Another reason to remember him.

Minding The Campus reports.

What Scalia Did for Undergrads

Justice Scalia had an important impact among many college students, certainly among mine, and especially among those who often or usually disagreed with his conclusions.

I taught law-oriented classes for thirty-five years—constitutional law and politics, civil liberties, criminal law and justice, jurisprudence and legal theory, and the First Amendment. During this span, Scalia’s opinions were ever-present pedagogical companions in our classes, making him feel like a colleague, even though we never met. More importantly, his impact upon my students can point to what a university should be.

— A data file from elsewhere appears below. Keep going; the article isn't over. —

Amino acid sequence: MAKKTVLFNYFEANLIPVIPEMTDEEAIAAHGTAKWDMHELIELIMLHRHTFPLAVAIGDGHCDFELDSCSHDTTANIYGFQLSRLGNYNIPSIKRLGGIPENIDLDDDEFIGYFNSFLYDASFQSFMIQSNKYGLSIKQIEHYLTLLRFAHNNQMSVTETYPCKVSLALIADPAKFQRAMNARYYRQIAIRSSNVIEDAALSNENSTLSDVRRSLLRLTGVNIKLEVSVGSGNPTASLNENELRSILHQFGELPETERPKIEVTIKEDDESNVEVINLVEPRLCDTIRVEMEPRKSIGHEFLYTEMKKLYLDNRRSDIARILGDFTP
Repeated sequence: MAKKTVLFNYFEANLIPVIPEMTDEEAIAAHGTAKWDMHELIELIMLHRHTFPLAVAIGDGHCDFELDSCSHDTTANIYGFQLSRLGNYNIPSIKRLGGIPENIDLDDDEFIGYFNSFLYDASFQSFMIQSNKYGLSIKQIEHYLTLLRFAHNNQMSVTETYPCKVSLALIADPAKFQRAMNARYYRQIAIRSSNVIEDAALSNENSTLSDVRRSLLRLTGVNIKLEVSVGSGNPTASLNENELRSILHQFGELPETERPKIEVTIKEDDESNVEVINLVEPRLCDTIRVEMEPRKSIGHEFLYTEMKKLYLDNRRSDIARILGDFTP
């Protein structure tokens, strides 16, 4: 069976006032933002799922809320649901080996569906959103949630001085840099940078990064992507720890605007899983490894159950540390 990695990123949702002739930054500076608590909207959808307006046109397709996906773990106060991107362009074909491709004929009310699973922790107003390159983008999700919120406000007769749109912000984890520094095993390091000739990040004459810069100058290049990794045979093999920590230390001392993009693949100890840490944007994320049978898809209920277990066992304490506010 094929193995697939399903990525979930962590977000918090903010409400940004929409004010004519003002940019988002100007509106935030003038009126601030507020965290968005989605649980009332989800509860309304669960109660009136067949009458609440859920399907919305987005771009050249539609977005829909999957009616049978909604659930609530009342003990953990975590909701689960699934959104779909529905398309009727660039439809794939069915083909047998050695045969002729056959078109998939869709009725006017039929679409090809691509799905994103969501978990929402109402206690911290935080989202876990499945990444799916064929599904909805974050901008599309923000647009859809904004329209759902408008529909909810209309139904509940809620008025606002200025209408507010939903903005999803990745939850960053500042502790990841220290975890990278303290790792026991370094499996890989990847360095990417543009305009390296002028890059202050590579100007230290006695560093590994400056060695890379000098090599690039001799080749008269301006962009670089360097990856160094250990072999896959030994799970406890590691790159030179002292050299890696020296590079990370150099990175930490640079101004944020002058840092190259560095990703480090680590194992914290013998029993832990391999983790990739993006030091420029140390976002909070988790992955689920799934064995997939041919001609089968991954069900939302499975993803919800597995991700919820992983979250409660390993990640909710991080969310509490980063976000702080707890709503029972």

I taught at one of the most notably progressive universities in the country, and many of my students came to class predisposed by the student opinion grapevine to dismiss or disrespect Scalia’s thinking because he was a conservative. But such students were often shaken out their dogmatic slumbers by reading Scalia’s cases, and, hopefully, by noting the due respect—critical as well as appreciative—that I exhibited while leading the discussions.